In most nations, the role of the criminal justice system is to protect society, prevent a criminal from repeating crime, and punish a person for their behavior. Rehabilitation is often a secondary goal (Beckett, 2018). Few nations can boast that their criminal justice system substantially reduces crime, justly upholds the rule of law, or meets the needs of victim and perpetrator (Vogler, 2017). Incarceration is particularly ineffective as a method of rehabilitation (Dunrose et al., 2014). It often has a negative effect on a person's future employability, destabilizes families, and can devastate communities (Alexander, 2010). Incarceration, probation, and parole all restrict occupation. Specific restrictions can include limits on freedom of association, freedom to move from place to place, freedom to vote, and eligibility for certain housing, employment, or educational opportunities (Drucker, 2018). Should the primary purpose of a nation's justice system be to offer a person clear opportunities for treatment and rehabilitation?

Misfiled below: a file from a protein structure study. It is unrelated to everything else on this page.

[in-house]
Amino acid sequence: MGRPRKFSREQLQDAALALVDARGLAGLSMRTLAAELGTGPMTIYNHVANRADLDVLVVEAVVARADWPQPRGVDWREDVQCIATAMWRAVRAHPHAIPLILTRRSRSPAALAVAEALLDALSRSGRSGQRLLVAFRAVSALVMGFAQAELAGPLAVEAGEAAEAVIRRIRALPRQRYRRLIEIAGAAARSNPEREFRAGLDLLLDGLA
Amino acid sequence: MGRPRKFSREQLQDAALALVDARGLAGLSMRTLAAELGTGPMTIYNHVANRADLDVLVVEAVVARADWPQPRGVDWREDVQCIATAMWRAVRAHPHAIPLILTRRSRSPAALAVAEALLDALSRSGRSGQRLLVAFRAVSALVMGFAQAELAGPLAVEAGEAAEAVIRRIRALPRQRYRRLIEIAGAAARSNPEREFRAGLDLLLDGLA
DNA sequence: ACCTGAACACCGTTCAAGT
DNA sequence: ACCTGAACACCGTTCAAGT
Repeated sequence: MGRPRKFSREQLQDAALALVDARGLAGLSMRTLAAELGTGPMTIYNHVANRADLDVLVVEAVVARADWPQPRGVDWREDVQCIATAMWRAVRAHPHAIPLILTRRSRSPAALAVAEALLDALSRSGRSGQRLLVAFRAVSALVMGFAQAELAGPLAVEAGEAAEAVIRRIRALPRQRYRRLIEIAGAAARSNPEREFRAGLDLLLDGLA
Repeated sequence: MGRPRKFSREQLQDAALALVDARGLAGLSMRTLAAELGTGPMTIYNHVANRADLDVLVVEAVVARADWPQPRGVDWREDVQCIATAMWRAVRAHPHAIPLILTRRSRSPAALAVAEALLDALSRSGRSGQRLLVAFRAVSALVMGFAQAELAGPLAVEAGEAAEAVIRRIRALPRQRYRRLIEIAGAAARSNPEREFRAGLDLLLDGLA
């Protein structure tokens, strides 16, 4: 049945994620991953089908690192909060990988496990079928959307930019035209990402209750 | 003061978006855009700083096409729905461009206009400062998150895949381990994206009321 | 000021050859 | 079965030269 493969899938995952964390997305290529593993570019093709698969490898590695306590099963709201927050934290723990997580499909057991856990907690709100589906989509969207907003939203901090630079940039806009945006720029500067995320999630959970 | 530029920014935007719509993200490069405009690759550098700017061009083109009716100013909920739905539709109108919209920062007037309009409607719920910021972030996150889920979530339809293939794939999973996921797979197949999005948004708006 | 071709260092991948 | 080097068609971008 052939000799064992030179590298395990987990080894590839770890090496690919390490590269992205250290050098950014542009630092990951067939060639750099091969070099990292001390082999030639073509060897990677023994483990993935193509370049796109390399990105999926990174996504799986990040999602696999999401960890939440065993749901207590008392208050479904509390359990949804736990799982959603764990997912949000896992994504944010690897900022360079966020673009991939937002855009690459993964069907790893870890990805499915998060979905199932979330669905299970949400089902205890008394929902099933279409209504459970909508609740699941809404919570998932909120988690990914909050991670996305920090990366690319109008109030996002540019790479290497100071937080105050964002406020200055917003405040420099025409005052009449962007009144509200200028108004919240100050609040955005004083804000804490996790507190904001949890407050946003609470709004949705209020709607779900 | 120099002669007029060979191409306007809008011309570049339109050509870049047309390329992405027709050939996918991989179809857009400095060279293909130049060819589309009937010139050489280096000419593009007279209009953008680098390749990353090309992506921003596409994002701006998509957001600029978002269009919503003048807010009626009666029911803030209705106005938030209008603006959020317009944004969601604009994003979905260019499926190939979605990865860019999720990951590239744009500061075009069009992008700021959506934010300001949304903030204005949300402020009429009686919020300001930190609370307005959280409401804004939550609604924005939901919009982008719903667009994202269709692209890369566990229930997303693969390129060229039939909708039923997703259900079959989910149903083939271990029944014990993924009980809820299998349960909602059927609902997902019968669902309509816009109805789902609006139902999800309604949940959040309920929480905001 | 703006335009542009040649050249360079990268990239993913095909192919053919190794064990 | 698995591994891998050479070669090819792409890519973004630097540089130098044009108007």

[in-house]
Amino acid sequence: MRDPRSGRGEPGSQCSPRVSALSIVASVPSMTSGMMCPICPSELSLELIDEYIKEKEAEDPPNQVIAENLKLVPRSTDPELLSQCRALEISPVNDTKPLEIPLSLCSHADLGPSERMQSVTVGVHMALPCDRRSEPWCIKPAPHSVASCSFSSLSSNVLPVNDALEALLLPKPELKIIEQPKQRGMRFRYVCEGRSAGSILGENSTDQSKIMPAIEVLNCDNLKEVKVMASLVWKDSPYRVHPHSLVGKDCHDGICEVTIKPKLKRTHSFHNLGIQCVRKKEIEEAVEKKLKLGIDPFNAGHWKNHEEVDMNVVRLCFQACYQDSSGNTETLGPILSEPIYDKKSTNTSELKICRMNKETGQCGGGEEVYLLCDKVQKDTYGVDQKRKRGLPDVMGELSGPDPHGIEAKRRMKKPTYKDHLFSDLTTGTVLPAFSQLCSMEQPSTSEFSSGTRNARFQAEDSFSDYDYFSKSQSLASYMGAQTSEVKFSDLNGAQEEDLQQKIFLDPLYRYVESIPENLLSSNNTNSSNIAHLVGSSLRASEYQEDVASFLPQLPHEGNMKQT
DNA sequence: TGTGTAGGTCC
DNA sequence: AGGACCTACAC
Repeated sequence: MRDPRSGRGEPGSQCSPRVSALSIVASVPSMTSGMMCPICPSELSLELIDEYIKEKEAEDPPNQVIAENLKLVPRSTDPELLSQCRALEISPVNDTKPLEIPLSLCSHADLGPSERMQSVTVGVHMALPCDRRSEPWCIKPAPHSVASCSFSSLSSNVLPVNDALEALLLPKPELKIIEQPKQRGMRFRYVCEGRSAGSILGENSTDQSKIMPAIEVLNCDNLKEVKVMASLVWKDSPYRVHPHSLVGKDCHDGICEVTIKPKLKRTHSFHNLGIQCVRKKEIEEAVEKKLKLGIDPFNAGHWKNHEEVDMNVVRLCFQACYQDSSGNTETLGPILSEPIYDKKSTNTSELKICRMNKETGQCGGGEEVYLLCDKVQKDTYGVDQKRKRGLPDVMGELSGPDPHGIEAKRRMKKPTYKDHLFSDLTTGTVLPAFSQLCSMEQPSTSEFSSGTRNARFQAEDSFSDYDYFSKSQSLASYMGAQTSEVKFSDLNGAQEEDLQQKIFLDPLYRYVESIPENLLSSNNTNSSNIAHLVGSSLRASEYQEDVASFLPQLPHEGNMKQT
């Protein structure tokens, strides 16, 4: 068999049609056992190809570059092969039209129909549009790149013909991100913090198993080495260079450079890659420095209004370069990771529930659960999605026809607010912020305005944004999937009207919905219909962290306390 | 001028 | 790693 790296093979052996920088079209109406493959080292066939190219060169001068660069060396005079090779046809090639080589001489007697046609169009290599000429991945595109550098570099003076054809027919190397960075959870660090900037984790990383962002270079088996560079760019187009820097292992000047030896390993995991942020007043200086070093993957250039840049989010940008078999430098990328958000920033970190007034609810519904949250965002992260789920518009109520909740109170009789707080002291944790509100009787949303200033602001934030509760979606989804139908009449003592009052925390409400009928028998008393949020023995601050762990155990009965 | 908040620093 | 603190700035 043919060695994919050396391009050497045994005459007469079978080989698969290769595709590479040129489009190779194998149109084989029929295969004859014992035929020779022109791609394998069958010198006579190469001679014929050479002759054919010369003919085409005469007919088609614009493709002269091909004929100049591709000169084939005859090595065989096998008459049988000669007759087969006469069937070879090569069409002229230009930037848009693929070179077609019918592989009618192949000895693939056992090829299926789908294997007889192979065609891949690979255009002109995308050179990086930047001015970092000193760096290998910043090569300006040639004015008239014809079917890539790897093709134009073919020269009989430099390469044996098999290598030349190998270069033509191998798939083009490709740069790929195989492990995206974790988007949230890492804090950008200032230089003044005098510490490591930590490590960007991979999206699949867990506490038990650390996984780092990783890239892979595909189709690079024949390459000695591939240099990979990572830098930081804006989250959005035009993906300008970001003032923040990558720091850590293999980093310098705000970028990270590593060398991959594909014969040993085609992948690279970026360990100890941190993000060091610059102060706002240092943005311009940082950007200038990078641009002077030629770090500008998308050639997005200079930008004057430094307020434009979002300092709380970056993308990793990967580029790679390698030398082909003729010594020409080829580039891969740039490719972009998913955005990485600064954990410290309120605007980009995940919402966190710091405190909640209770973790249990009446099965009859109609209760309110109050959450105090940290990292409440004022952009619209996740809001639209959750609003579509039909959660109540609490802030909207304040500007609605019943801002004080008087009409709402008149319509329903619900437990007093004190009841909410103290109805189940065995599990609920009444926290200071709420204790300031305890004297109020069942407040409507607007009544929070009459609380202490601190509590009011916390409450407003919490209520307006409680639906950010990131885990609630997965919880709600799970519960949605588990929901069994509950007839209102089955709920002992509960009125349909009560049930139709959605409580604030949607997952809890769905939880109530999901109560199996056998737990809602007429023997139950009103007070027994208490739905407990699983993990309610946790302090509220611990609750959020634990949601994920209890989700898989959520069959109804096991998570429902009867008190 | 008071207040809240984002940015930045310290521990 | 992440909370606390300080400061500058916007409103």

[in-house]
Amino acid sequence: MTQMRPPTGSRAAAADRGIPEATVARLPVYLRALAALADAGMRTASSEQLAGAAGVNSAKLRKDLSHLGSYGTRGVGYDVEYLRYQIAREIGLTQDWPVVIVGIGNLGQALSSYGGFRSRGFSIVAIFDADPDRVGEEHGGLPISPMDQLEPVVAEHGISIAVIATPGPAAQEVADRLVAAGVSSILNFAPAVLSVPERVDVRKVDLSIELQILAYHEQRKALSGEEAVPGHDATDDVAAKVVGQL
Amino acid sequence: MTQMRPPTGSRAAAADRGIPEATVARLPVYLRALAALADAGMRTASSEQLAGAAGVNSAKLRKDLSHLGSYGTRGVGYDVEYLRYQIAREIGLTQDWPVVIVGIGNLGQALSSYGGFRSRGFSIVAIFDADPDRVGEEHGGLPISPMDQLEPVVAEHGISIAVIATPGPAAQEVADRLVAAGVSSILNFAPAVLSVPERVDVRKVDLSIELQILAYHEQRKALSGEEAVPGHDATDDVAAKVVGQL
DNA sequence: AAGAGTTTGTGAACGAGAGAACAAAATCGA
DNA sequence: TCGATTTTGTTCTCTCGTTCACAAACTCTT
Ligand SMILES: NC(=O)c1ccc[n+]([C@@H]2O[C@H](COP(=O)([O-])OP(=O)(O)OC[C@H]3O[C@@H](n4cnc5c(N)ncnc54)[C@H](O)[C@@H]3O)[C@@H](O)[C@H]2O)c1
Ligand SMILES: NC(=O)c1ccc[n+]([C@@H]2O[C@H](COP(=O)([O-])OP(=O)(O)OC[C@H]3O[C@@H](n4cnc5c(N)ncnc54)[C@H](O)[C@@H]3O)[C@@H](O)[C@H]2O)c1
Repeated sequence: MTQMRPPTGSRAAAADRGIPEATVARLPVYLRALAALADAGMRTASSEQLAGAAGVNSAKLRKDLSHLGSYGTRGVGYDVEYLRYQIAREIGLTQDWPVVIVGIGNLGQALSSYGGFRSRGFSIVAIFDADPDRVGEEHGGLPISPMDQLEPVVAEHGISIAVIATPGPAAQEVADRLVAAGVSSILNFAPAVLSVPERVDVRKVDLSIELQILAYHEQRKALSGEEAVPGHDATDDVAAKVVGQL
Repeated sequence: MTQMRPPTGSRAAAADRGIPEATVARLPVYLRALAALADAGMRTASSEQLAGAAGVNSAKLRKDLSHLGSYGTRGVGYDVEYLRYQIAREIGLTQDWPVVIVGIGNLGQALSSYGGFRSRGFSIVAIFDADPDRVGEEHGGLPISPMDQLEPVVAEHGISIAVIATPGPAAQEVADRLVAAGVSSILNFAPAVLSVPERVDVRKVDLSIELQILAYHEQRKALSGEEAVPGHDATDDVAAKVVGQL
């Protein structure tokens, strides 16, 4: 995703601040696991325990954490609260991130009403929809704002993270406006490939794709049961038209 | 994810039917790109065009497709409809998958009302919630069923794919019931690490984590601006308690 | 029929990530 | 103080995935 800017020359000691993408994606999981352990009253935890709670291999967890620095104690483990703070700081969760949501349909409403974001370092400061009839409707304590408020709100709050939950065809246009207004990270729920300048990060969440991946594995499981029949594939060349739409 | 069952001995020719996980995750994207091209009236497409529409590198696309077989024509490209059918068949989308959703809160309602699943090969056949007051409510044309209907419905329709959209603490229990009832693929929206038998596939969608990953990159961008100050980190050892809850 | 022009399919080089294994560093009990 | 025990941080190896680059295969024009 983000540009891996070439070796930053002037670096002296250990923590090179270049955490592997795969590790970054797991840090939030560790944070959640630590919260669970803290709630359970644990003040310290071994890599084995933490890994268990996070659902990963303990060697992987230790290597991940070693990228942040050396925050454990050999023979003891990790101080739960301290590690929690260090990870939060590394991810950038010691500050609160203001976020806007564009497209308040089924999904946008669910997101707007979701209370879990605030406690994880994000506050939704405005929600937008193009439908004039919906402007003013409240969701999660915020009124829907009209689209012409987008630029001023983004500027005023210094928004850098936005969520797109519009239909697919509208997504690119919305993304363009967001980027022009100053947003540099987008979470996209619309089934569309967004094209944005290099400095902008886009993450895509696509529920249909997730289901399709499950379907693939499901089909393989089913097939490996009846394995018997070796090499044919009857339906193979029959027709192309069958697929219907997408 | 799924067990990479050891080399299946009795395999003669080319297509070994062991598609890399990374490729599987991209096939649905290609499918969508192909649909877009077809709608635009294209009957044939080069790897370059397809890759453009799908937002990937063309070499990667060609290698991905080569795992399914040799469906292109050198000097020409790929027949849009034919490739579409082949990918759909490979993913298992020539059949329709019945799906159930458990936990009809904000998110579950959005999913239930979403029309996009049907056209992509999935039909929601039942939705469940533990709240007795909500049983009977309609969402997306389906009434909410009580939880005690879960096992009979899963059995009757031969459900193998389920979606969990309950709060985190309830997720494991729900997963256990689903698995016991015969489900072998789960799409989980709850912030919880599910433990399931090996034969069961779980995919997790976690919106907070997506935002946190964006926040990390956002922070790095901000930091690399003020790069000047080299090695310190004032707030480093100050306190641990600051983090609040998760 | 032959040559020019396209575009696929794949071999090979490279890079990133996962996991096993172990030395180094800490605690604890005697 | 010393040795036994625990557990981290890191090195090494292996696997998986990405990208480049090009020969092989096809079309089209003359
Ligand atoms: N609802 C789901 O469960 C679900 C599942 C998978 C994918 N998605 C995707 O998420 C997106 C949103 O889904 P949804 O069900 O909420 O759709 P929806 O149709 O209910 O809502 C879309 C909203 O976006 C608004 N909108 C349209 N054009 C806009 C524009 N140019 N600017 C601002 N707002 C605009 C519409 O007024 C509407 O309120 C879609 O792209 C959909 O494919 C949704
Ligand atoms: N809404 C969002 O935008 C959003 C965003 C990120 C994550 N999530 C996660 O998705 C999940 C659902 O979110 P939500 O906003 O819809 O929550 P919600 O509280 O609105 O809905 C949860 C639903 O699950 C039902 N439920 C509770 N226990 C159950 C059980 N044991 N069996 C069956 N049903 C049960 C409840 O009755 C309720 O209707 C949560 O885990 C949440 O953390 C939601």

This special issue reflects occupational therapy's growing expertise in addressing the multiple and complex challenges in criminal justice systems. In these settings, occupational therapy is growing steadily toward a critical mass of practitioners and researchers who can facilitate the change needed in criminal justice systems. Collectively, the authors in this special issue believe that occupational therapy is positioned to take a transformative role in creating change. Now is the time to redouble our efforts in this practice arena and ask several questions: What is next? What will be the standard for evaluating whether occupational therapy is having an impact in criminal justice? Can we help replace justice-based systems that too often focus on punishment with systems that focus on rehabilitation? How can we market occupational therapy as a valued alternative to imprisonment and create the evidence that demonstrates that occupational therapy has a consistently positive impact on the person, the community, and public safety? More broadly, if mass incarceration is a public health problem, then what is occupational therapy's role in prevention? In what ways do we direct our efforts to ensure occupational justice in communities most impacted by crime?